Shutdown: Government sites with lapsed security certificates pose risk

CNET | 1/12/2019 | Laura Hautala
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The government shutdown, now in its 22nd day, appears to be having an affect on the security of federal websites.

Netcraft, a UK-based web security company, found dozens of US government websites operating with expired security certificates, a situation that could put visitors at risk.

Websites - Department - Justice - NASA - Site

The affected websites range from that of the Department of Justice to NASA's site, Netcraft said. Some of the sites are payment portals, potentially jeopardizing the personal information of visitors, the company said, though CNET couldn't independently verify this.

If the shutdown drags on, more certificates are likely to expire, because they can require employees to renew them. As a result, "[T]here could be some realistic opportunities to undermine the security of all US citizens," Paul Mutton, a security researcher at Netcraft, wrote in a company blog post Thursday.

Netcraft - Findings - Toll - Government - Cybersecurity

Netcraft's findings underscore the toll taken on US government cybersecurity by the protracted shutdown, which has left hundreds of thousands of federal employees and contractors furloughed.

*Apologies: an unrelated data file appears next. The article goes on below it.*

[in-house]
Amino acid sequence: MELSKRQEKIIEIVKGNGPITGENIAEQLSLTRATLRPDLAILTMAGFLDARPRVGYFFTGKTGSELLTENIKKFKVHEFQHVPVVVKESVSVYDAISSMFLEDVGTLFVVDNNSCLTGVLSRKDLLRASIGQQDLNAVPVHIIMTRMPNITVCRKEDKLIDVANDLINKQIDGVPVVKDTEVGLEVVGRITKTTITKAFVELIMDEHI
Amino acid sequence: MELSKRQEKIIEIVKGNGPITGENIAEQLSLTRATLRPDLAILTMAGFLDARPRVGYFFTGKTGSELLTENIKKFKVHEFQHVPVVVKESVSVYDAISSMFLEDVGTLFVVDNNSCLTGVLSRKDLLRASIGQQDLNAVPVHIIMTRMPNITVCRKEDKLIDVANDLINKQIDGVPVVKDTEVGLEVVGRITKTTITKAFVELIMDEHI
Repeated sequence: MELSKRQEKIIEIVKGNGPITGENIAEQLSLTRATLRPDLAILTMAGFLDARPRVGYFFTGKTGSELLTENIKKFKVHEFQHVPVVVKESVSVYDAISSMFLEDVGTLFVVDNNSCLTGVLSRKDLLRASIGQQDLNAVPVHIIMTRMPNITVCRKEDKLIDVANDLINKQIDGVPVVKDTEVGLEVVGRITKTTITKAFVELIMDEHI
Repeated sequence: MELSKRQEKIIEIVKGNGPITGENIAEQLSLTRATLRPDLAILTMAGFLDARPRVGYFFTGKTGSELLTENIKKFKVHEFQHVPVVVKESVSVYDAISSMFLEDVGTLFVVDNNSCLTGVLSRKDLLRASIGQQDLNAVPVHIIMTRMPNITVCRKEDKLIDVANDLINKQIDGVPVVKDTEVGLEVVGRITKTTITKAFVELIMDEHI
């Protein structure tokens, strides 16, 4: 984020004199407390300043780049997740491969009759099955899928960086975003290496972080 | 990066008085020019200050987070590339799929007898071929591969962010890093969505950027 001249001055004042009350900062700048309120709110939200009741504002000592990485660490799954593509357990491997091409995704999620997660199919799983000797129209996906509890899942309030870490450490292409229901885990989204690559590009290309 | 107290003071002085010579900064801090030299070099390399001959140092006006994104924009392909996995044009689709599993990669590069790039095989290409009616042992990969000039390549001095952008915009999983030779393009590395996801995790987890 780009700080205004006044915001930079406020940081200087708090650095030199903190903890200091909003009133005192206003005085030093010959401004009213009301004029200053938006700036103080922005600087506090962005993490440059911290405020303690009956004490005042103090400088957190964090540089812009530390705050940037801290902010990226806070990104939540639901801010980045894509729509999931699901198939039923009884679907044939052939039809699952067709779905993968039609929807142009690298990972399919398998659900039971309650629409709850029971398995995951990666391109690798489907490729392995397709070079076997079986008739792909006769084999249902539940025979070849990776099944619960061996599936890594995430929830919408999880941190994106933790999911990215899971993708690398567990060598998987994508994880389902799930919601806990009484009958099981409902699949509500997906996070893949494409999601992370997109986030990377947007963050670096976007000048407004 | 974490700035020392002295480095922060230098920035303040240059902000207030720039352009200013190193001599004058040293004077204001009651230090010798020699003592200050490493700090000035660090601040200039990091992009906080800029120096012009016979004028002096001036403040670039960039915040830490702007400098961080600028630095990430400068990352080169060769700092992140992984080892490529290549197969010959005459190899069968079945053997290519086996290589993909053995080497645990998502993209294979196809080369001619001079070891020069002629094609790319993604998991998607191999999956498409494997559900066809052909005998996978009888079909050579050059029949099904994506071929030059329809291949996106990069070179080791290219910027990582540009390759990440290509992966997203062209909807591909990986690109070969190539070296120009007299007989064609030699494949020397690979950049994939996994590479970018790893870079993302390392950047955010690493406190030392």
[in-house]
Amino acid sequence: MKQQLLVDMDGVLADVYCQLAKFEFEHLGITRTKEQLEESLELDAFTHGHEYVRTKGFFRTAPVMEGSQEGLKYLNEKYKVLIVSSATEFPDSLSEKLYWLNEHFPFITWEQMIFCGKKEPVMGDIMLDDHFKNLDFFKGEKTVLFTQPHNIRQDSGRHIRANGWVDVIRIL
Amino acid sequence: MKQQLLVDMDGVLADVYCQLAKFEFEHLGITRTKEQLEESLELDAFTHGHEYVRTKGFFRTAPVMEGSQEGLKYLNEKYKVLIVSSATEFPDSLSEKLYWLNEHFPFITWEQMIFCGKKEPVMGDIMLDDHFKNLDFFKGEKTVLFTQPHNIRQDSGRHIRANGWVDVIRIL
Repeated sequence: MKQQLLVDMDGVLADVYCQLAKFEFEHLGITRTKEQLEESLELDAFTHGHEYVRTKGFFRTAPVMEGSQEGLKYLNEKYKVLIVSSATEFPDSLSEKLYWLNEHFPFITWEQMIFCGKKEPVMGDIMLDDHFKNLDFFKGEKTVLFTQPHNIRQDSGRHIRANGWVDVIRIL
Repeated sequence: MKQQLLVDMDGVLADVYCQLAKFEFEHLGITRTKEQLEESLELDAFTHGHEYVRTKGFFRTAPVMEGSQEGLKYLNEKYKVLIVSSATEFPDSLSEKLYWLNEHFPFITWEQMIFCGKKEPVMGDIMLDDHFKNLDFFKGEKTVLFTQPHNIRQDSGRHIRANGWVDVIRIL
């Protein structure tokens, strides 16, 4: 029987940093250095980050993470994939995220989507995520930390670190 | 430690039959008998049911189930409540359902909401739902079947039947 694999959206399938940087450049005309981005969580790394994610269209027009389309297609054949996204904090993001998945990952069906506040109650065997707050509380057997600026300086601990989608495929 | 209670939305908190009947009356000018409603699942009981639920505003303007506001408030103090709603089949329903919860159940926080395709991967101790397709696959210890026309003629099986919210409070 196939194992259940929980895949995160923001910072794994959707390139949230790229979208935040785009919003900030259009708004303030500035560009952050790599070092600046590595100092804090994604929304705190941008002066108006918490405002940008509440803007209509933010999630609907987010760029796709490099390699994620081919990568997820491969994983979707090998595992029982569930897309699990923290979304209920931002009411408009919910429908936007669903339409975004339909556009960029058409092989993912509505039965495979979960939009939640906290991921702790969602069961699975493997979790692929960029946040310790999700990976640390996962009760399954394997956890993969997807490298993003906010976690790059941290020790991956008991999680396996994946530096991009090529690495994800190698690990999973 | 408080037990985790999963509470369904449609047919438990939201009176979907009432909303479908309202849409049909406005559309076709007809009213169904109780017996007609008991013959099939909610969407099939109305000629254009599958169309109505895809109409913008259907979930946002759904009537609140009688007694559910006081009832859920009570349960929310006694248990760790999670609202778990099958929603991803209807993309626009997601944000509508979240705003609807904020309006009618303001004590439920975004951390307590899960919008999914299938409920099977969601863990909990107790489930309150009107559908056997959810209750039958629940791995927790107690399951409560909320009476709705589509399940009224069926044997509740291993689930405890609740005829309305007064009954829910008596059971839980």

Security certificates, which use a cryptographic key to verify that a website is legitimate, are crucial tools for the safe operation of the web. The certificates let websites tap tools that encrypt the information the sites send to, and receive from, visitors. If a website's certificates aren't valid, the security tools won't work.

Information - Passwords - Credit - Card - Numbers

That leaves the information -- think passwords and credit card numbers -- vulnerable to hackers. What's more, hackers could stealthily direct visitors to download malicious software masquerading as an everyday file, such as a PDF of an important document.

That's what's called a "man in the middle" attack," said Marc Rogers, who runs cybersecurity at Okta, a company that manages workplace logins. Rogers said the tactic has been used...
(Excerpt) Read more at: CNET
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